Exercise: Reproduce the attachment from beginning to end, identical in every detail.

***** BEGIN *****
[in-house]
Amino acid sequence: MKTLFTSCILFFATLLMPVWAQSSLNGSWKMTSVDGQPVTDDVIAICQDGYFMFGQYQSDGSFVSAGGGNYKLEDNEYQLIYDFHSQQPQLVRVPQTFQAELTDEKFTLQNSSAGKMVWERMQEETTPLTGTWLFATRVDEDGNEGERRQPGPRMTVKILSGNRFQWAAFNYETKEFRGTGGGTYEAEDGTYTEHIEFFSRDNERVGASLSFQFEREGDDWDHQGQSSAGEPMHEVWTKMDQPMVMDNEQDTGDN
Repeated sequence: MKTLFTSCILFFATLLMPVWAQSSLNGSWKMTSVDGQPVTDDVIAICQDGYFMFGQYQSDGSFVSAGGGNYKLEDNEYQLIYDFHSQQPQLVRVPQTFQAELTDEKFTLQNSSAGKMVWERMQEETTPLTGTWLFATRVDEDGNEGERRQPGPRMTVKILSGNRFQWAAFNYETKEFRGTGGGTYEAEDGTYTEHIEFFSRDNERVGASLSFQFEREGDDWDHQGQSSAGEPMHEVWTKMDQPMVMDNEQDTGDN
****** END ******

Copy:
[in-house]
Amino acid sequence: MKTLFTSCILFFATLLMPVWAQSSLNGSWKMTSVDGQPVTDDVIAICQDGYFMFGQYQSDGSFVSAGGGNYKLEDNEYQLIYDFHSQQPQLVRVPQTFQAELTDEKFTLQNSSAGKMVWERMQEETTPLTGTWLFATRVDEDGNEGERRQPGPRMTVKILSGNRFQWAAFNYETKEFRGTGGGTYEAEDGTYTEHIEFFSRDNERVGASLSFQFEREGDDWDHQGQSSAGEPMHEVWTKMDQPMVMDNEQDTGDN
Repeated sequence: MKTLFTSCILFFATLLMPVWAQSSLNGSWKMTSVDGQPVTDDVIAICQDGYFMFGQYQSDGSFVSAGGGNYKLEDNEYQLIYDFHSQQPQLVRVPQTFQAELTDEKFTLQNSSAGKMVWERMQEETTPLTGTWLFATRVDEDGNEGERRQPGPRMTVKILSGNRFQWAAFNYETKEFRGTGGGTYEAEDGTYTEHIEFFSRDNERVGASLSFQFEREGDDWDHQGQSSAGEPMHEVWTKMDQPMVMDNEQDTGDN